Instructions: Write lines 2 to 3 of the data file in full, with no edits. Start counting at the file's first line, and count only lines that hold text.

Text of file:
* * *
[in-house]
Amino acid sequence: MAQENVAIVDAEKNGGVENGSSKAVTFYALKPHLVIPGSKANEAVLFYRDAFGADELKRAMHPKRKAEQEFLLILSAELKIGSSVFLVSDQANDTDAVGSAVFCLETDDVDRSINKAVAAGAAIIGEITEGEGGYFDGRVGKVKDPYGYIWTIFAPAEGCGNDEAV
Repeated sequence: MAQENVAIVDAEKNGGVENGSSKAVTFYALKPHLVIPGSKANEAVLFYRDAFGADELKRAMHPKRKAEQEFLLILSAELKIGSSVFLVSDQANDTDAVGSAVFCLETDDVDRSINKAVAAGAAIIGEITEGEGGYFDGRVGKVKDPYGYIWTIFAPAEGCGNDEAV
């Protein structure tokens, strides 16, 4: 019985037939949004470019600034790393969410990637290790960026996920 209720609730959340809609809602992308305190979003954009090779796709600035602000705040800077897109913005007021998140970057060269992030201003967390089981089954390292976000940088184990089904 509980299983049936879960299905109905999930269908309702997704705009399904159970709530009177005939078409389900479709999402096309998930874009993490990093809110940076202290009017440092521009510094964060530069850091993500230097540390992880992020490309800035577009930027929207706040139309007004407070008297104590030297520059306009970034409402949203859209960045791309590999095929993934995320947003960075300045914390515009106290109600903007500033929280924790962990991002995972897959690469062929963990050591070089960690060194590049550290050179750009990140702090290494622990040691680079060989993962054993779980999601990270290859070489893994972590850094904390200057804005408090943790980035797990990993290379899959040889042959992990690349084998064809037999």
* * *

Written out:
Amino acid sequence: MAQENVAIVDAEKNGGVENGSSKAVTFYALKPHLVIPGSKANEAVLFYRDAFGADELKRAMHPKRKAEQEFLLILSAELKIGSSVFLVSDQANDTDAVGSAVFCLETDDVDRSINKAVAAGAAIIGEITEGEGGYFDGRVGKVKDPYGYIWTIFAPAEGCGNDEAV
Repeated sequence: MAQENVAIVDAEKNGGVENGSSKAVTFYALKPHLVIPGSKANEAVLFYRDAFGADELKRAMHPKRKAEQEFLLILSAELKIGSSVFLVSDQANDTDAVGSAVFCLETDDVDRSINKAVAAGAAIIGEITEGEGGYFDGRVGKVKDPYGYIWTIFAPAEGCGNDEAV